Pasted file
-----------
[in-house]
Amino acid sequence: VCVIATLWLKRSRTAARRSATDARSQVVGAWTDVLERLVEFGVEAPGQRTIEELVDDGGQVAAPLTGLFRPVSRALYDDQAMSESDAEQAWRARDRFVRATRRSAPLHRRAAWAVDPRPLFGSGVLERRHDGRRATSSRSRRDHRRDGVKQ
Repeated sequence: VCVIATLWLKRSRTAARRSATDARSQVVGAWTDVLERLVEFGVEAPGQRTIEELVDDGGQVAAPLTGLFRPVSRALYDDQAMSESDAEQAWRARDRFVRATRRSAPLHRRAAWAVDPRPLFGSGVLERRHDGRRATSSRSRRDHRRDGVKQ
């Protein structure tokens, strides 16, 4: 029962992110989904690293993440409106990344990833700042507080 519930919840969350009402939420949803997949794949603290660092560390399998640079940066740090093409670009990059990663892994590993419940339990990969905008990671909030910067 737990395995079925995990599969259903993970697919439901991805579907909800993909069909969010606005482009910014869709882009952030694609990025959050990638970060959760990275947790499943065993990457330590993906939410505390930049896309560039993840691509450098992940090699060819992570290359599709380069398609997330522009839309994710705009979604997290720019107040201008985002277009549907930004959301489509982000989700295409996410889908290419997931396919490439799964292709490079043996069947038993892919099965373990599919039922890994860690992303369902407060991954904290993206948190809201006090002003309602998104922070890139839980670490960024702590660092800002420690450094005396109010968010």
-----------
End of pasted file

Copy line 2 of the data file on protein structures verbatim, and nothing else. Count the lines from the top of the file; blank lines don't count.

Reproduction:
Amino acid sequence: VCVIATLWLKRSRTAARRSATDARSQVVGAWTDVLERLVEFGVEAPGQRTIEELVDDGGQVAAPLTGLFRPVSRALYDDQAMSESDAEQAWRARDRFVRATRRSAPLHRRAAWAVDPRPLFGSGVLERRHDGRRATSSRSRRDHRRDGVKQ